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Democratic Primary candidates discuss views and goals for Colorado


COLORADO SPRINGS, Colo. (KRDO) -- With the Colorado Primary set for the end of the month, KRDO spoke to former Colorado Governor John Hickenlooper and former State House Speaker Andrew Romanoff about their plans for Colorado and why they believe they can unseat incumbent Republican Cory Gardner.

When asked what the candidates want to focus on if elected, both talked about similar issues. Romanoff said his campaign is, "a bold progressive agenda to combat the climate crisis and ensure healthcare for all.” Hickenlooper says his focus is to, “Turn around to fix the economy, everybody gets [universal healthcare] coverage, to begin addressing all the rollbacks in our clean air and clean water protections.”

Of course, another priority for Hickenlooper and Romanoff is dealing with COVID-19. Both say more needed to be done in the beginning.

“COVID-19 shows us what happens, how vulnerable we are if we don’t have preparation in place if we don’t believe in government,” Hickenlooper said.

They also discussed national calls for police reform and responded to Governor Jared Polis signing the Police Accountability bill into law.

Both candidates support the signing of the bill, saying it's a step in the right direction but that more that can be done. 

"There is always going to be a responsibility to enforce the law," Romanoff said. "I'm not for abandoning the agencies themselves, but rather to invest in prevention and treatment."

Hickenlooper says, "I think we have to change the culture of our police force and make sure that they recognize they can be held accountable and I think that's what this bill takes a step toward."

While the primary is in June, the Democratic candidates are also focused on their Republican opponent Senator Cory Gardner, who both are looking to unseat in November.

Hickenlooper says he believes he is the only one who can win that race.

“I am the person that Cory Gardner and the Republicans worry about the most,” Hickenlooper said.

He added that Romanoff hasn't won a state election in 14 years, referencing Romanoff losing against current Colorado U.S. Senator Michael Bennet in 2010 and against U.S. Representative Mike Coffman in 2014.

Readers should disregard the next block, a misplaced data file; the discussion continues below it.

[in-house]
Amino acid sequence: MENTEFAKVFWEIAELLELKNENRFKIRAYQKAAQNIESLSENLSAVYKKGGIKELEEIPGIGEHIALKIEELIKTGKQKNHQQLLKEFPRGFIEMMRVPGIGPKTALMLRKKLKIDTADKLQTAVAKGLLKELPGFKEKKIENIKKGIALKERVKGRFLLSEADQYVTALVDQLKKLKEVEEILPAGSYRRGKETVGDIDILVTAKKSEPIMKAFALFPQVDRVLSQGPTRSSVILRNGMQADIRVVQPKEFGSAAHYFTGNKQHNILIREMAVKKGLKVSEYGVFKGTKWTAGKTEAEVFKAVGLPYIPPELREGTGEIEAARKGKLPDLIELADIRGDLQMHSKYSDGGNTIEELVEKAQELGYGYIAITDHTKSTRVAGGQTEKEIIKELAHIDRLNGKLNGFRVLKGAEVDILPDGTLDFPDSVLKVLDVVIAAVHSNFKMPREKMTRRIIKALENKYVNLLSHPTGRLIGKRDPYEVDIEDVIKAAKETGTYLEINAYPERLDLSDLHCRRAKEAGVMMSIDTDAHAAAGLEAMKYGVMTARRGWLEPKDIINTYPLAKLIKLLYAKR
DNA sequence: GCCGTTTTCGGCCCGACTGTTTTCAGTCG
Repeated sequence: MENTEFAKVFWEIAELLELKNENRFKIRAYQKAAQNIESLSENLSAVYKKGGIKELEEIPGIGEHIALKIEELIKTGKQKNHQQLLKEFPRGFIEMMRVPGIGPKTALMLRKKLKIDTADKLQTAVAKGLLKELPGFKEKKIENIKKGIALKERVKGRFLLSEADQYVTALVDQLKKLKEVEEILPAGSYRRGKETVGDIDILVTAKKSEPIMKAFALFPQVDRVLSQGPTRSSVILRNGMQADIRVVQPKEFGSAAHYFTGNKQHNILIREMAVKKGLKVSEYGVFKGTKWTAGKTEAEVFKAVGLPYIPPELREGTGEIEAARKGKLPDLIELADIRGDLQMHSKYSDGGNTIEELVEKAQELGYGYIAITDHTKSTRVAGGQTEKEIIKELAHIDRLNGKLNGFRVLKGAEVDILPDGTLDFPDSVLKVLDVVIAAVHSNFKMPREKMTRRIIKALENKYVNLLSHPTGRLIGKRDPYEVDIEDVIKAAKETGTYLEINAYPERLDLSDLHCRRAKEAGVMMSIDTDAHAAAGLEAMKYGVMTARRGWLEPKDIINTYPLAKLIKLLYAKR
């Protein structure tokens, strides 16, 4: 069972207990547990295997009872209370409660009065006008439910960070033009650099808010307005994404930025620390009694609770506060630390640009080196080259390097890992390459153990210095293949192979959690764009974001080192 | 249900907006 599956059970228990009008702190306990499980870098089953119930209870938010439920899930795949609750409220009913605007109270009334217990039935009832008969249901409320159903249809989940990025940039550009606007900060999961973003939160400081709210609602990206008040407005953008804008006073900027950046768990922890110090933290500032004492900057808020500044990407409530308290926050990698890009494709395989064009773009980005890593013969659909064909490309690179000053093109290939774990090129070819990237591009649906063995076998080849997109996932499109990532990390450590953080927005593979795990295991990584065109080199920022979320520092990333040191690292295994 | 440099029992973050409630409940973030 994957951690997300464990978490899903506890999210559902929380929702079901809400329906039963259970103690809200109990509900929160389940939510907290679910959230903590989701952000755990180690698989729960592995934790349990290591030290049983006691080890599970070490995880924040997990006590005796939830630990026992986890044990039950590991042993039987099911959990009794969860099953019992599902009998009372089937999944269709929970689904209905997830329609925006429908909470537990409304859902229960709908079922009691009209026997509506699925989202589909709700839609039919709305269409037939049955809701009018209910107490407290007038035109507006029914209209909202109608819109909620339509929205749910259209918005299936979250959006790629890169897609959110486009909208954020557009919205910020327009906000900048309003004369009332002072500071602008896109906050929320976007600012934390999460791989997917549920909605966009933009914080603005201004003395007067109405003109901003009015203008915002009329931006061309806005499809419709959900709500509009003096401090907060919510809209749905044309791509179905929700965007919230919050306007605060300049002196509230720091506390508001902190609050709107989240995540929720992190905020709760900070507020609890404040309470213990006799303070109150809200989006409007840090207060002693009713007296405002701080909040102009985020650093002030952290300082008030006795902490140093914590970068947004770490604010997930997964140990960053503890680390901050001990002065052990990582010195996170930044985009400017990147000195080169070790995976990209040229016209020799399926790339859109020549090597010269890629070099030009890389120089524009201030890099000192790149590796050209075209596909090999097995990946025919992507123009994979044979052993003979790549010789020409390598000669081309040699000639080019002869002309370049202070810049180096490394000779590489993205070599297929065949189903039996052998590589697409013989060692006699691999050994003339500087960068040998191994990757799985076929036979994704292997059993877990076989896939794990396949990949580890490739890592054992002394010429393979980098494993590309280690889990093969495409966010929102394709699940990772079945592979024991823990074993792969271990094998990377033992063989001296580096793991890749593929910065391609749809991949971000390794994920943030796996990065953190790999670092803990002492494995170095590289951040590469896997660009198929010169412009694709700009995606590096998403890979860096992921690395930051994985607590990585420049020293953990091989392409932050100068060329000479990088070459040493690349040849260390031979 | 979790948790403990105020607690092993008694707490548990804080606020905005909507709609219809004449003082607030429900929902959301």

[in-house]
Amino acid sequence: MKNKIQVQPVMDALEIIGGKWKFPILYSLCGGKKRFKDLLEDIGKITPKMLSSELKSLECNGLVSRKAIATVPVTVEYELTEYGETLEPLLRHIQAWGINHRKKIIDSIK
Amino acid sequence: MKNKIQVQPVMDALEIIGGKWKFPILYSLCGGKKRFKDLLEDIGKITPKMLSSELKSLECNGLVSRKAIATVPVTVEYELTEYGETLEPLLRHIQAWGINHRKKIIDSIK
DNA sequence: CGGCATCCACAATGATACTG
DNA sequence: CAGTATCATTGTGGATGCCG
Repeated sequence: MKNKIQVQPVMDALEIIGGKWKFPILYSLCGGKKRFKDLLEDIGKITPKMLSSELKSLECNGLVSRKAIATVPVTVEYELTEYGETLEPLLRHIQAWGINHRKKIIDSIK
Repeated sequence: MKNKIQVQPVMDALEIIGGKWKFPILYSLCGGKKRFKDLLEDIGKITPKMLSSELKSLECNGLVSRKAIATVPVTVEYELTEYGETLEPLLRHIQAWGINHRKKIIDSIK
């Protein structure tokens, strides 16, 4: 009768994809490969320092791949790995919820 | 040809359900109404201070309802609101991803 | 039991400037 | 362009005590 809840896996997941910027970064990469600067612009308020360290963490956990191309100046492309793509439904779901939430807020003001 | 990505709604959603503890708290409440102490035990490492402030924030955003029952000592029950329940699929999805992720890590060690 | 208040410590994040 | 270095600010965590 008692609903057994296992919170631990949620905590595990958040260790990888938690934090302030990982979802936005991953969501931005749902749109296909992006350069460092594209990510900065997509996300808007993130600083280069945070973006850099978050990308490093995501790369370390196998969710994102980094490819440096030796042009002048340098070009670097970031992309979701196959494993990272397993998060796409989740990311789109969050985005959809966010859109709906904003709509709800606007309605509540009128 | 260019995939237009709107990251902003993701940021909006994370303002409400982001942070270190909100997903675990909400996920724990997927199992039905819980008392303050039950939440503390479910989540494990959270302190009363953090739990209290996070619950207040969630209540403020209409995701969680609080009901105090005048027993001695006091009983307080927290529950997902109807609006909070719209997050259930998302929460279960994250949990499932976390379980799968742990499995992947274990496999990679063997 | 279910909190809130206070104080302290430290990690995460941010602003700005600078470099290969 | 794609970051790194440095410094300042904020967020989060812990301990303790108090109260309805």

However, Romanoff says he should be the one to go against Gardner because he has less "fuel" the GOP can use against him.

Romanoff is referring to Hickenlooper being fined by a Colorado Ethics panel for violating state law on gifts. Also, comments Hickenlooper made in 2014 that many deemed racially insensitive.

“When you break the law, defy a subpoena, get held in contempt, you make this job a lot harder and you make Cory Gardner’s job a lot easier,” Romanoff said.

We did ask Hickenlooper to address these controversies and how it could impact his electability.

“They're going to attack me with everything with the kitchen sink," Hickenlooper said. "I don’t think it’s going to stick, I really don’t. We are going to rise above that and people are going to come out and support me.”

Ballots for the primary must be turned in before 7:00 pm in Colorado on June 30th.

Chase Golightly

Chase is a reporter and an anchor for our weekend evening newscasts. Learn more about Chase here.



  1. “A bold progressive agenda”. Something Colorado doesn’t need more of.

    1. More anger, more unemployment, more poverty, higher taxes to keep the agenda going and less freedom sums it up.

  2. Leave Colorado alone. It was doing just fine until all those people came here from California and started to try to change things.

    If you like the California taxes and things so much, go back.

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